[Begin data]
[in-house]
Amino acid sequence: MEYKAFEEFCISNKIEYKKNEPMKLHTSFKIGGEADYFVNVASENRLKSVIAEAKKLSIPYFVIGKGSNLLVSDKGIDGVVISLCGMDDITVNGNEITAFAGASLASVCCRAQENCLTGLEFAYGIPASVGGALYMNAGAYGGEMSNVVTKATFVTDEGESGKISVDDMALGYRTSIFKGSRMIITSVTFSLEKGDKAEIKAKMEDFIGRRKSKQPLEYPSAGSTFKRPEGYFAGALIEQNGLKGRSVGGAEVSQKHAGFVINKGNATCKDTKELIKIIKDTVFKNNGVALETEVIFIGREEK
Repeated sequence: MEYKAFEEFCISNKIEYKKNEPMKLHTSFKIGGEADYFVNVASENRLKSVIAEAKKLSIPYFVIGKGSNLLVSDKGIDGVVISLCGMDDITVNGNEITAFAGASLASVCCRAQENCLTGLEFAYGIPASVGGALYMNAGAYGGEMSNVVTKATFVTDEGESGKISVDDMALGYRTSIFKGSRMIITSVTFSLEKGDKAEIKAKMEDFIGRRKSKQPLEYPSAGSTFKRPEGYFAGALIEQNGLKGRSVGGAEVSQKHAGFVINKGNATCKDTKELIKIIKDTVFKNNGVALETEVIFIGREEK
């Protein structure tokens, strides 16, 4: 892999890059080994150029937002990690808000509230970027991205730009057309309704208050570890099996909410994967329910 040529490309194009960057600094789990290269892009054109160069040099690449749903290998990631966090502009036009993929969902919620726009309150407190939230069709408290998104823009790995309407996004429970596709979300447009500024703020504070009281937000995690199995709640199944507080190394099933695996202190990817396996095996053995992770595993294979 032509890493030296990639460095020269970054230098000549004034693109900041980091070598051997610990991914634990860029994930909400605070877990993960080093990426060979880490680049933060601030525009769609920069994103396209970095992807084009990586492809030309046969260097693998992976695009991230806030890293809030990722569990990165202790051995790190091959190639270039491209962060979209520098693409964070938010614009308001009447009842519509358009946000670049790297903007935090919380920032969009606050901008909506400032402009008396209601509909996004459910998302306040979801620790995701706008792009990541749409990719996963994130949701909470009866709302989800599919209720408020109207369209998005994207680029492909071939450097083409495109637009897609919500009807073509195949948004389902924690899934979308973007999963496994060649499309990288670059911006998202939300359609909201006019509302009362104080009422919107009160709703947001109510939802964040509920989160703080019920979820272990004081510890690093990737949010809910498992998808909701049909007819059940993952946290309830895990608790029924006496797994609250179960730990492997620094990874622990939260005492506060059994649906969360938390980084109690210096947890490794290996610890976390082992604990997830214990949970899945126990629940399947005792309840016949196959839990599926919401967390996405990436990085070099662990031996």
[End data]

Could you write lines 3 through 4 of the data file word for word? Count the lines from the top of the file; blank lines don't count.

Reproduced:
Repeated sequence: MEYKAFEEFCISNKIEYKKNEPMKLHTSFKIGGEADYFVNVASENRLKSVIAEAKKLSIPYFVIGKGSNLLVSDKGIDGVVISLCGMDDITVNGNEITAFAGASLASVCCRAQENCLTGLEFAYGIPASVGGALYMNAGAYGGEMSNVVTKATFVTDEGESGKISVDDMALGYRTSIFKGSRMIITSVTFSLEKGDKAEIKAKMEDFIGRRKSKQPLEYPSAGSTFKRPEGYFAGALIEQNGLKGRSVGGAEVSQKHAGFVINKGNATCKDTKELIKIIKDTVFKNNGVALETEVIFIGREEK
């Protein structure tokens, strides 16, 4: 892999890059080994150029937002990690808000509230970027991205730009057309309704208050570890099996909410994967329910 040529490309194009960057600094789990290269892009054109160069040099690449749903290998990631966090502009036009993929969902919620726009309150407190939230069709408290998104823009790995309407996004429970596709979300447009500024703020504070009281937000995690199995709640199944507080190394099933695996202190990817396996095996053995992770595993294979 032509890493030296990639460095020269970054230098000549004034693109900041980091070598051997610990991914634990860029994930909400605070877990993960080093990426060979880490680049933060601030525009769609920069994103396209970095992807084009990586492809030309046969260097693998992976695009991230806030890293809030990722569990990165202790051995790190091959190639270039491209962060979209520098693409964070938010614009308001009447009842519509358009946000670049790297903007935090919380920032969009606050901008909506400032402009008396209601509909996004459910998302306040979801620790995701706008792009990541749409990719996963994130949701909470009866709302989800599919209720408020109207369209998005994207680029492909071939450097083409495109637009897609919500009807073509195949948004389902924690899934979308973007999963496994060649499309990288670059911006998202939300359609909201006019509302009362104080009422919107009160709703947001109510939802964040509920989160703080019920979820272990004081510890690093990737949010809910498992998808909701049909007819059940993952946290309830895990608790029924006496797994609250179960730990492997620094990874622990939260005492506060059994649906969360938390980084109690210096947890490794290996610890976390082992604990997830214990949970899945126990629940399947005792309840016949196959839990599926919401967390996405990436990085070099662990031996």